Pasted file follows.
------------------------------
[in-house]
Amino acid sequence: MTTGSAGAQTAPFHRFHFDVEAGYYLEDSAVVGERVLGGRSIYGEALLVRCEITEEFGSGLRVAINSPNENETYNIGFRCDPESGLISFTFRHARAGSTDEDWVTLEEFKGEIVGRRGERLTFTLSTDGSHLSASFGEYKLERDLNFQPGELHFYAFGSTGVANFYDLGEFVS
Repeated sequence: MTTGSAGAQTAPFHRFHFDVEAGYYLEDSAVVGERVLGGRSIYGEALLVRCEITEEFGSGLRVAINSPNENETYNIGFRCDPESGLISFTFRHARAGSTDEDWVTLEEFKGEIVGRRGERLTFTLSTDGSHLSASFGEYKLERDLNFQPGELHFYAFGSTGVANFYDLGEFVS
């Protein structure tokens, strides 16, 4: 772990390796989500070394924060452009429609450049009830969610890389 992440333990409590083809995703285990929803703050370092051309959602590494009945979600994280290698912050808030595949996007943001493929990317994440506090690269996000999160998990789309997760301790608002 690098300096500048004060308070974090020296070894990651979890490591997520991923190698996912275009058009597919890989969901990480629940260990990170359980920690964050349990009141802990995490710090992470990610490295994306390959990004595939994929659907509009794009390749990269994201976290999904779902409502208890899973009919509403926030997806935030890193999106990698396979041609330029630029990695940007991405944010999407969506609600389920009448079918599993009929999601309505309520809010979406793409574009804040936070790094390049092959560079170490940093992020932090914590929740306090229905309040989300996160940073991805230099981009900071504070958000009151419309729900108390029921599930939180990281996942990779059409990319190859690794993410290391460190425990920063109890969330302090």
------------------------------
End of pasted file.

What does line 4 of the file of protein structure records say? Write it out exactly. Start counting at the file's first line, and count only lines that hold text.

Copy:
């Protein structure tokens, strides 16, 4: 772990390796989500070394924060452009429609450049009830969610890389 992440333990409590083809995703285990929803703050370092051309959602590494009945979600994280290698912050808030595949996007943001493929990317994440506090690269996000999160998990789309997760301790608002 690098300096500048004060308070974090020296070894990651979890490591997520991923190698996912275009058009597919890989969901990480629940260990990170359980920690964050349990009141802990995490710090992470990610490295994306390959990004595939994929659907509009794009390749990269994201976290999904779902409502208890899973009919509403926030997806935030890193999106990698396979041609330029630029990695940007991405944010999407969506609600389920009448079918599993009929999601309505309520809010979406793409574009804040936070790094390049092959560079170490940093992020932090914590929740306090229905309040989300996160940073991805230099981009900071504070958000009151419309729900108390029921599930939180990281996942990779059409990319190859690794993410290391460190425990920063109890969330302090």